Wine 101: Look Like an Expert Without Looking Like a Snob

The Mohegan Sun Winefest has many people fired up to taste new wines. Speaking from experience, it's a great date. 

But whether you're hitting this event, a tasting at a local vineyard or just looking to impress at the restaurant - there are some things you need to know.

Lucky for you, I used to run wine tastings. Before I could do it, I had to study all sorts of different books, magazines and wines. Chances are, you don't have time for that. So here's a crash course.  Below are the very basics you need to know to look like an expert without coming across like a snob.

Here's What You'll Hear and Here's What It Means

Body: How it feels in your mouth. Think milk in comparison to water. One is heavy and creamy. One is, well, not. 

Fruit: Wine is made of grapes. But where a grape is grown and how it's made can give it subtle flavors and aromas that have the quality of different fruits.

Dry or Sweet: This is based on how much sugar is left after fermentation. Little to no sugar will mean it's a dry wine - it won't taste sweet. Off-dry wine will taste a little sweeter. Sweet wine is typically more of a dessert wine, like a moscato. Want a neat trick? Serve a moscato with a spicy food. It will cut the spice and bring out the real flavors of the meal. Boom. You're well on your way to being an expert.

Tannin: What the heck is this? Tannins are typically found only in red wines. Low tannins can give your mouth a scratchy feel when you drink the wine. We know, it's weird. High tannins can make it feel like the moisture has been sucked out of your mouth.

Acidity: Think of sipping lemon juice. A wine with too much acidity can almost make it tart or sour. A little acidity could make the wine taste crisp. 

Reds: Cliff Notes

  • Red wine is red because of the grape skins. The skins are left in contact with the juice during fermentation. 
  • There are more than 50 different varietals of red wine. 
  • Red wines are sometimes served in a decanter, which allows the wine to "breathe." That's also why red wine is often served in bigger glasses - you want the wine to open up its aromas -- something it does when exposed to the air.
  • Red wine is best served between 60-65 degrees Fahrenheit. Too warm, and you taste more alcohol. Too cool, they tend to taste more bitter and astringent.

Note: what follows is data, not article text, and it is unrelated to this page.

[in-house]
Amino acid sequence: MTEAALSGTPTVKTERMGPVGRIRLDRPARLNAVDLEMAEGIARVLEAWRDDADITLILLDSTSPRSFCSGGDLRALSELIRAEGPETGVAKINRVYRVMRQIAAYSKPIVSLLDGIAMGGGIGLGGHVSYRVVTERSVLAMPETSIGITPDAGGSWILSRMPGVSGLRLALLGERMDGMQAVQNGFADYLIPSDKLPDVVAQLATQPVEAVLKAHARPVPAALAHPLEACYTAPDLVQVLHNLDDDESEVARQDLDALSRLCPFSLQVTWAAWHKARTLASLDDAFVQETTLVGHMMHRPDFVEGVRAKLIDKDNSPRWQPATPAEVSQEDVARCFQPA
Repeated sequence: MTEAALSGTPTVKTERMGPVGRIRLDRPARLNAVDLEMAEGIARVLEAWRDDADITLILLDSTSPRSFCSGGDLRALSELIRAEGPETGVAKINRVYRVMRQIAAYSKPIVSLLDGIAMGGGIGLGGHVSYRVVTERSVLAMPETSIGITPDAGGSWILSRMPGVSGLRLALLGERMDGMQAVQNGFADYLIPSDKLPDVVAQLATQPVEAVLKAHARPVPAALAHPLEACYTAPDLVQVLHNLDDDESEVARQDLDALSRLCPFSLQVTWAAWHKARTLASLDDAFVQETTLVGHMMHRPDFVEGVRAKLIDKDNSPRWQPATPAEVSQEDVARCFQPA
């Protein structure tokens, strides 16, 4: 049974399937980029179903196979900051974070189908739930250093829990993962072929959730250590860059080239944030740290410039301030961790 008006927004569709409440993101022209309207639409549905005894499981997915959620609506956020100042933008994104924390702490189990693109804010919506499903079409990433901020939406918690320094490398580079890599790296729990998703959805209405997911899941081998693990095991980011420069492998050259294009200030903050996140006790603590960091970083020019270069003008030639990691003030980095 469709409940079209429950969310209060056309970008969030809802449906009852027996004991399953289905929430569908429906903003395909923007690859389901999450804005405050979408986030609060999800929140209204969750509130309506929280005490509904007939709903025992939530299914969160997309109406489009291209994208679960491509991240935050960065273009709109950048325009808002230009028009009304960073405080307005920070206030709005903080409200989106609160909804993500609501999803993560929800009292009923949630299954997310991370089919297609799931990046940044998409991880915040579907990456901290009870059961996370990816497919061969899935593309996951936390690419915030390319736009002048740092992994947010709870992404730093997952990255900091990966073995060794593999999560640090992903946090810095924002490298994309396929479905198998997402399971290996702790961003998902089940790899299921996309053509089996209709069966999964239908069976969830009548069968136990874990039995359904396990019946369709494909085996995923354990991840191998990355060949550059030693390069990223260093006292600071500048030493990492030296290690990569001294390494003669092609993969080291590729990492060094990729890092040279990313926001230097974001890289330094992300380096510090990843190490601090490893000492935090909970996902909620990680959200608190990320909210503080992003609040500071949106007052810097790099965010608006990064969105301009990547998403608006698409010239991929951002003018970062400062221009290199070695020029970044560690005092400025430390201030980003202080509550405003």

Most Popular Reds

  • Cabernet Sauvignon
  • Merlot
  • Pinot Noir
  • Syrah / Shiraz
  • Zinfandel

Whites: Cliff Notes

  • White wine typically isn't white. It's more of a golden color because of the different kind of grapes it comes from.
  • White wines tend to be much lighter in style and taste than red wines. They tend to be more popular in the spring and summer.
  • Unlike red wines, you want to concentrate the "aromas" of white wines. That means narrower glasses.
  • White wine is best served between 45-50 degrees Fahrenheit.

Most Popular Whites

  • Chardonnay
  • Sauvignon Blanc
  • Riesling
  • Pinot Grigio / Pinot Gris

Some Cool Tips

  • Many beginners to wine like white zinfandel. It's light, it's sweet and it goes down easily. For an upgrade or a change of pace, people who like white zin will often like a rosé or a moscato. 
  • Ice wines are amazingly sweet dessert wines. The grapes are generally harvested after the first frost, which concentrates the sugars. These wines also tend to be much more expensive.
  • When you buy a bottle of wine at a restaurant and the waiter or waitress pours a little in your glass and asks you to try it, this is NOT the time to decide you don't like it. The reason they do it is to make sure the wine isn't "corked." If it's corked, it will smell kind of like cardboard. That's the only time you should refuse the wine. 
  • Smell the wine before you sip it - each time. Not just to make sure it's OK, but to really appreciate it. That's because your senses of smell and taste are directly tied together. Don't believe me? Hold your nose before eating something and see how it tastes.  We can detect hundreds more scents than we can taste - so a good sniff will help you really appreciate what it has to offer.   
  • White wine is often paired with lighter fares like fish, chicken and pork. Red wines match up better with red meats.  The reason is simply because you don't want the wine to overpower the food or vice versa. But ultimately - wine is meant to be enjoyed - so there's really no right or wrong way to drink it. 

If you are going, you can find what you need to know on the Sun Winefest  Web site.

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